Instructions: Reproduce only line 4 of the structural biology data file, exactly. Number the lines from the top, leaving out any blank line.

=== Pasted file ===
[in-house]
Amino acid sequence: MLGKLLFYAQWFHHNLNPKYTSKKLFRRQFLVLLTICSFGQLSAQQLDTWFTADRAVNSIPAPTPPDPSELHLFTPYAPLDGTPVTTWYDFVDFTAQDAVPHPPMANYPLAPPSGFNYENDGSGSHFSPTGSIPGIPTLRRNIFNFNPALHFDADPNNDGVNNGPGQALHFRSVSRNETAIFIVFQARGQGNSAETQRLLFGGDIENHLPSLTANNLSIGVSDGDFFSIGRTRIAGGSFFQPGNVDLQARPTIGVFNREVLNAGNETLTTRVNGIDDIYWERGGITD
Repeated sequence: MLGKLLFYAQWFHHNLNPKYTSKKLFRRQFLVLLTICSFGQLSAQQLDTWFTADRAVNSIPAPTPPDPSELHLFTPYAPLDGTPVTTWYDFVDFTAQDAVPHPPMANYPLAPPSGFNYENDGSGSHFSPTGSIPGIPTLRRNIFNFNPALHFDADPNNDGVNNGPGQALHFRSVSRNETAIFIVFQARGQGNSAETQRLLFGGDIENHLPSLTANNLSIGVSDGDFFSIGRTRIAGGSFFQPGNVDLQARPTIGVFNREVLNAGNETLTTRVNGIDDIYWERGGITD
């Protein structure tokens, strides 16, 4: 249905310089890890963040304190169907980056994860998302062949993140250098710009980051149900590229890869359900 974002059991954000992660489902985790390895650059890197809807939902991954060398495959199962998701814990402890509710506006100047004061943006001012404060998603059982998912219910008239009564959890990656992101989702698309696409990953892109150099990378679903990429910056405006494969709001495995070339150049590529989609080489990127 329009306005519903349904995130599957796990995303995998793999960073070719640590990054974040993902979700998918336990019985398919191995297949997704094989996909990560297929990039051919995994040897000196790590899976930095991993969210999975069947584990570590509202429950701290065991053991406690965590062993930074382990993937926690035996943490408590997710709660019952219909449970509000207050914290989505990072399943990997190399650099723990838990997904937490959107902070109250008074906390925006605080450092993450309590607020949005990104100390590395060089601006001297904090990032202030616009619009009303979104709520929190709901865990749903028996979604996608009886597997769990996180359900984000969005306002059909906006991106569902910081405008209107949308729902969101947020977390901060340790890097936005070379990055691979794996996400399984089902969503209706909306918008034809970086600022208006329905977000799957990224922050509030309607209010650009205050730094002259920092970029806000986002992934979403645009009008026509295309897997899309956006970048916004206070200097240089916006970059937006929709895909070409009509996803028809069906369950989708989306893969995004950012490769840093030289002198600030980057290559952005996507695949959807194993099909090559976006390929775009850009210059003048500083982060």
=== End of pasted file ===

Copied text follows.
């Protein structure tokens, strides 16, 4: 249905310089890890963040304190169907980056994860998302062949993140250098710009980051149900590229890869359900 974002059991954000992660489902985790390895650059890197809807939902991954060398495959199962998701814990402890509710506006100047004061943006001012404060998603059982998912219910008239009564959890990656992101989702698309696409990953892109150099990378679903990429910056405006494969709001495995070339150049590529989609080489990127 329009306005519903349904995130599957796990995303995998793999960073070719640590990054974040993902979700998918336990019985398919191995297949997704094989996909990560297929990039051919995994040897000196790590899976930095991993969210999975069947584990570590509202429950701290065991053991406690965590062993930074382990993937926690035996943490408590997710709660019952219909449970509000207050914290989505990072399943990997190399650099723990838990997904937490959107902070109250008074906390925006605080450092993450309590607020949005990104100390590395060089601006001297904090990032202030616009619009009303979104709520929190709901865990749903028996979604996608009886597997769990996180359900984000969005306002059909906006991106569902910081405008209107949308729902969101947020977390901060340790890097936005070379990055691979794996996400399984089902969503209706909306918008034809970086600022208006329905977000799957990224922050509030309607209010650009205050730094002259920092970029806000986002992934979403645009009008026509295309897997899309956006970048916004206070200097240089916006970059937006929709895909070409009509996803028809069906369950989708989306893969995004950012490769840093030289002198600030980057290559952005996507695949959807194993099909090559976006390929775009850009210059003048500083982060």